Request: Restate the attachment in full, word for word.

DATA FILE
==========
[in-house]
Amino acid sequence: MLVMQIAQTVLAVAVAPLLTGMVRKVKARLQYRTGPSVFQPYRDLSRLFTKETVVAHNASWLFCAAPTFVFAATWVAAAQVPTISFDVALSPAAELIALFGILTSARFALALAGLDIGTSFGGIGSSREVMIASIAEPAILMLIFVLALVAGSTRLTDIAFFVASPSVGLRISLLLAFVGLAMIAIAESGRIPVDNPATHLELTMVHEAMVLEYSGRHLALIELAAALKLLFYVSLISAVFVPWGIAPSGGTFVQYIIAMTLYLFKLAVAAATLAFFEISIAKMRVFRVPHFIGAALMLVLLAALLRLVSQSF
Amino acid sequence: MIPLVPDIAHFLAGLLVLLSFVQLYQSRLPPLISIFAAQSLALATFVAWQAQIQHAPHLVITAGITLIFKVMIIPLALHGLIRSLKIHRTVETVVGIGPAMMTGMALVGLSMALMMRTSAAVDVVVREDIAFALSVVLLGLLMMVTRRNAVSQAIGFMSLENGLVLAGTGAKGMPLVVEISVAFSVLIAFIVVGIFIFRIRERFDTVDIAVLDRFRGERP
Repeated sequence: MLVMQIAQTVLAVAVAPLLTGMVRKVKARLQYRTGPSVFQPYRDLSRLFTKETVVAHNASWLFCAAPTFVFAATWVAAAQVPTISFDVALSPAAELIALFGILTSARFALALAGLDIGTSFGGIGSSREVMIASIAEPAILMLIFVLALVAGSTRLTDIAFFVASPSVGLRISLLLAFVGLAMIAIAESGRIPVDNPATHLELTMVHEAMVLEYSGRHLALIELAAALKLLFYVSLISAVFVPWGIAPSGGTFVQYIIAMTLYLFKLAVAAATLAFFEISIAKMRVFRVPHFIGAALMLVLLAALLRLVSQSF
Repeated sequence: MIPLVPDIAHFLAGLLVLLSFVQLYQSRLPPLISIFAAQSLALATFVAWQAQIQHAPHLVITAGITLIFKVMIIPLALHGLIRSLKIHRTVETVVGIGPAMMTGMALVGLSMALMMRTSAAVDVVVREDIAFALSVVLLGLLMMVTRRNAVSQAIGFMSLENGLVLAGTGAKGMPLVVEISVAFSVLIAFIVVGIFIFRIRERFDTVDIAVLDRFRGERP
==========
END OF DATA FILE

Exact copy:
[in-house]
Amino acid sequence: MLVMQIAQTVLAVAVAPLLTGMVRKVKARLQYRTGPSVFQPYRDLSRLFTKETVVAHNASWLFCAAPTFVFAATWVAAAQVPTISFDVALSPAAELIALFGILTSARFALALAGLDIGTSFGGIGSSREVMIASIAEPAILMLIFVLALVAGSTRLTDIAFFVASPSVGLRISLLLAFVGLAMIAIAESGRIPVDNPATHLELTMVHEAMVLEYSGRHLALIELAAALKLLFYVSLISAVFVPWGIAPSGGTFVQYIIAMTLYLFKLAVAAATLAFFEISIAKMRVFRVPHFIGAALMLVLLAALLRLVSQSF
Amino acid sequence: MIPLVPDIAHFLAGLLVLLSFVQLYQSRLPPLISIFAAQSLALATFVAWQAQIQHAPHLVITAGITLIFKVMIIPLALHGLIRSLKIHRTVETVVGIGPAMMTGMALVGLSMALMMRTSAAVDVVVREDIAFALSVVLLGLLMMVTRRNAVSQAIGFMSLENGLVLAGTGAKGMPLVVEISVAFSVLIAFIVVGIFIFRIRERFDTVDIAVLDRFRGERP
Repeated sequence: MLVMQIAQTVLAVAVAPLLTGMVRKVKARLQYRTGPSVFQPYRDLSRLFTKETVVAHNASWLFCAAPTFVFAATWVAAAQVPTISFDVALSPAAELIALFGILTSARFALALAGLDIGTSFGGIGSSREVMIASIAEPAILMLIFVLALVAGSTRLTDIAFFVASPSVGLRISLLLAFVGLAMIAIAESGRIPVDNPATHLELTMVHEAMVLEYSGRHLALIELAAALKLLFYVSLISAVFVPWGIAPSGGTFVQYIIAMTLYLFKLAVAAATLAFFEISIAKMRVFRVPHFIGAALMLVLLAALLRLVSQSF
Repeated sequence: MIPLVPDIAHFLAGLLVLLSFVQLYQSRLPPLISIFAAQSLALATFVAWQAQIQHAPHLVITAGITLIFKVMIIPLALHGLIRSLKIHRTVETVVGIGPAMMTGMALVGLSMALMMRTSAAVDVVVREDIAFALSVVLLGLLMMVTRRNAVSQAIGFMSLENGLVLAGTGAKGMPLVVEISVAFSVLIAFIVVGIFIFRIRERFDTVDIAVLDRFRGERP